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Never In Her Proper Place: The Feminism of Anne Boleyn

Illustration for article titled Never In Her Proper Place: The Feminism of Anne Boleyn

Whether Anne Boleyn can be considered a feminist by modern terms is up to debate. Regardless, Anne did circumvent traditional gender roles of the time. Coquettish, boisterous, and outspoken, Anne remains one of the most controversial, intriguing, and intoxicating characters of the Tudor era.


Anne as an individual was much different than any Queen in power before her. This dichotomy was not only reserved to how Anne obtained the throne. As Susan Bordo states in her novel, The Creation of Anne Boleyn; "Anne had never 'stayed in her place'- which was exciting in a mistress, but a PR problem in a wife."

Anne was an active participant in the religious reformation of England. (Bordo) Anne was also no stranger to "modern" women's writing; in Anne's surviving collection of books, a copy of Margueritte de Navarre's first published poem (Miroir de l'ame pechersse",1531) can be found. (Bordo) Margueritte de Navarre also was a public champion for female causes at the time as well. (Bordo) Anne's library also includes a mass amount of French evangelical texts from the era, which shows that Anne was well versed in Protestant theology on the whole. (Bordo) Anne also supported the Protestant cause of the Bible being available to the "common" people in their own language (not just Latin or Greek), which was an extremely controversial and potentially dangerous opinion to have. (Bordo) The issue of religious reformation in England was a contentious one, with the fates and lives of the men that were impacted by the turmoil hanging in the balance. (Bordo)

With Anne standing at the forefront, and by being the reformation's greatest champion, Anne became an increasingly more divisive figure at court. (Bordo) Anne's largest public relations problem would become those pro-Papist (and therefore pro-Catherine of Aragon, who remained a devout Catholic) individuals, who called her a whore, and who claimed that she was the defiler of the sweet-natured King, Henry VIII. (Bordo) Eustace Chapuys, the Imperial Ambassador to Charles V (The Holy Roman Emperor) wrote that "the heretical doctrines and practices of the concubine" were the "the principal cause of the spread of Lutheranism" in England- the concubine Chapuys mentioned was Anne. (Bordo) Anne campaigned viciously against Henry VIII's former wife, Catherine of Aragon, and Catherine and Henry's first daughter, Mary. When Catherine eventually passed away in 1536, Anne wore a yellow gown (in supposed honor of Spanish Funeral practices) and danced at court, spurning rumors that she had poisoned Catherine. (Bordo) Eventually, the King's chief minister, Thomas Cromwell, began gathering evidence against Anne. (Bordo) Anne would eventually be brought to trial the same year that Catherine died, having been charged with adultery and treason. (Bordo)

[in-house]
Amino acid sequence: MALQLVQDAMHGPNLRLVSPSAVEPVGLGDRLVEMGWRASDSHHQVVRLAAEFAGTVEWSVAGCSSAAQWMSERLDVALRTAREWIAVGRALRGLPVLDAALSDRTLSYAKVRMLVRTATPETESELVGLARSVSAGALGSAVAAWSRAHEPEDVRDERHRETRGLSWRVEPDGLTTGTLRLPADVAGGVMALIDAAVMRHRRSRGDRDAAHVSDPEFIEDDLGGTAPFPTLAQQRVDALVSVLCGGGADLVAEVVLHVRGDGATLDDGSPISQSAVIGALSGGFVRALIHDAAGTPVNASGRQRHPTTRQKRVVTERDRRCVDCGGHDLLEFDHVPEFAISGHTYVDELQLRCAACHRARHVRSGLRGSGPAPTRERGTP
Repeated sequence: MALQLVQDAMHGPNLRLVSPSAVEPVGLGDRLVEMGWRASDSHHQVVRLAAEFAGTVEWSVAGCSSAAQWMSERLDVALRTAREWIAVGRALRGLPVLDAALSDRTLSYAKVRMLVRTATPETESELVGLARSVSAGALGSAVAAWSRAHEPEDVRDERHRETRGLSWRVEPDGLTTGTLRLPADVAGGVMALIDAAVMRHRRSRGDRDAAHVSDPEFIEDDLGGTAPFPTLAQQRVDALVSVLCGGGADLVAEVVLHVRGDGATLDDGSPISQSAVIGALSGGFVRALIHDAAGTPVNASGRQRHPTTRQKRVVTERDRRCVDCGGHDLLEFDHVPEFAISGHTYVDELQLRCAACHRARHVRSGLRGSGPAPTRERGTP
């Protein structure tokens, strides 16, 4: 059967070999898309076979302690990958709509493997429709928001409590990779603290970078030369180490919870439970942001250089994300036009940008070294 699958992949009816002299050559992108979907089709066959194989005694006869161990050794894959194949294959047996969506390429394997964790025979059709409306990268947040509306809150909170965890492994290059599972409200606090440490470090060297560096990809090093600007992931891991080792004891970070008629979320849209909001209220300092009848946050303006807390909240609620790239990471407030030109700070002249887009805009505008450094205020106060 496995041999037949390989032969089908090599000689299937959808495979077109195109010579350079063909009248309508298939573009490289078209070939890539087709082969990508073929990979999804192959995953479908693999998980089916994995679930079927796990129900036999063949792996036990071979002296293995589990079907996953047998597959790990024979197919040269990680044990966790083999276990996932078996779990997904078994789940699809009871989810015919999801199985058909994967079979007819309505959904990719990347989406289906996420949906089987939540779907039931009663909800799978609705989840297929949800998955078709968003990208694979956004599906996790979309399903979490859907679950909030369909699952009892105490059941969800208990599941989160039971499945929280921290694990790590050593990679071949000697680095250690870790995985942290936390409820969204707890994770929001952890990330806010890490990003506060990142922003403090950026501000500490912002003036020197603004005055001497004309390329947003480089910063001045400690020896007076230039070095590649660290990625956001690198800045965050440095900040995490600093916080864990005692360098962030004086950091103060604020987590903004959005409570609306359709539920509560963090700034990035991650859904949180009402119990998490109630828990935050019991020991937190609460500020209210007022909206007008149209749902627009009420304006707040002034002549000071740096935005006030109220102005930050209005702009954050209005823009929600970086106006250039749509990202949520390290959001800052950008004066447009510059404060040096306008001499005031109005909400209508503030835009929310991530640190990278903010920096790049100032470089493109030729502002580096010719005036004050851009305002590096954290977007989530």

Anne was a woman who simply "would not behave." (Bordo) Anne was not remain gracious, humble, or docile; which were traits that women were pressured to have and exhibit at that time in royal courts throughout Europe. (Bordo) Anne's sharpness perception, and her inherent wit, made her more suitable for the council chamber than the bower; but at that time, women did not belong in the council chamber. (Bordo) At her trial, Anne recognized that her behavior at court was not appropriate for the time. (Bordo) While proclaiming her innocence, Anne acknowledged at her trial that she had jealous tendencies, and noted failure to show Henry VIII "that humility which his goodness to me, and the honours to which he raised me, merited." (Bordo) This is fascinating insight to the gender politics that played into Anne's downfall; in lieu of confessing to adultery or treason Anne confessed to a different crime; the inability to remain in her "proper place." (Bordo) Anne was eventually found guilty, and executed by a swordsman that was brought over from France. (Bordo)


Although not a published feminist herself, Anne read and owned works by feminists of the time. Anne also succeeded in pushing men out of their comfort zones. By valuing her own body, and her own ideas, Anne stood out as a firebrand for male enemies to unite against her. (Bordo) Was Anne Boleyn a feminist? Anne's refusal to confine herself to the traditional gender roles at the time caused her an immense amount of backlash, and might have been one of the reasons she lost her head. Anne might as well have been a feminist. (Bordo)

Works Cited:
Bordo, Susan. "Anne Boleyn's "Feminism.'" Bordo, Susan. The Creation of Anne Boleyn. Houghton Mifflin Harcourt, 2013.

Image via: Sarah Mesinga

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